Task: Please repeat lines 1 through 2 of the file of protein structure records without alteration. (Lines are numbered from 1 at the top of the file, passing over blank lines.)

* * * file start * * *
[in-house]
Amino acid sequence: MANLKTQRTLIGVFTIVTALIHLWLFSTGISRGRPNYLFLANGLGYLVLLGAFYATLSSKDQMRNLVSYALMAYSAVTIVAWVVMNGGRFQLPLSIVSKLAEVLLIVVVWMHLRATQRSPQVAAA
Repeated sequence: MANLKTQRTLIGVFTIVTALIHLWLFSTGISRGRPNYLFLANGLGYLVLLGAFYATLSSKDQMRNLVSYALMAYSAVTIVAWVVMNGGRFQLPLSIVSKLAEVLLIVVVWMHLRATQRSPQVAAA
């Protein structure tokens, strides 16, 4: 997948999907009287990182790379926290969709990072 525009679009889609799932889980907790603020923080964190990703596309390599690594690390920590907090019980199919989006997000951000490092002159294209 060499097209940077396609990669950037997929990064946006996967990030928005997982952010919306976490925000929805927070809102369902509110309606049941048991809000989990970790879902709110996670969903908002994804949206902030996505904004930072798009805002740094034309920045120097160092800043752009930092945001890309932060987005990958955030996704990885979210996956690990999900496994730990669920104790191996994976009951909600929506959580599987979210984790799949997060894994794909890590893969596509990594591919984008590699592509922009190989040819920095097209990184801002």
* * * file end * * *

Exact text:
[in-house]
Amino acid sequence: MANLKTQRTLIGVFTIVTALIHLWLFSTGISRGRPNYLFLANGLGYLVLLGAFYATLSSKDQMRNLVSYALMAYSAVTIVAWVVMNGGRFQLPLSIVSKLAEVLLIVVVWMHLRATQRSPQVAAA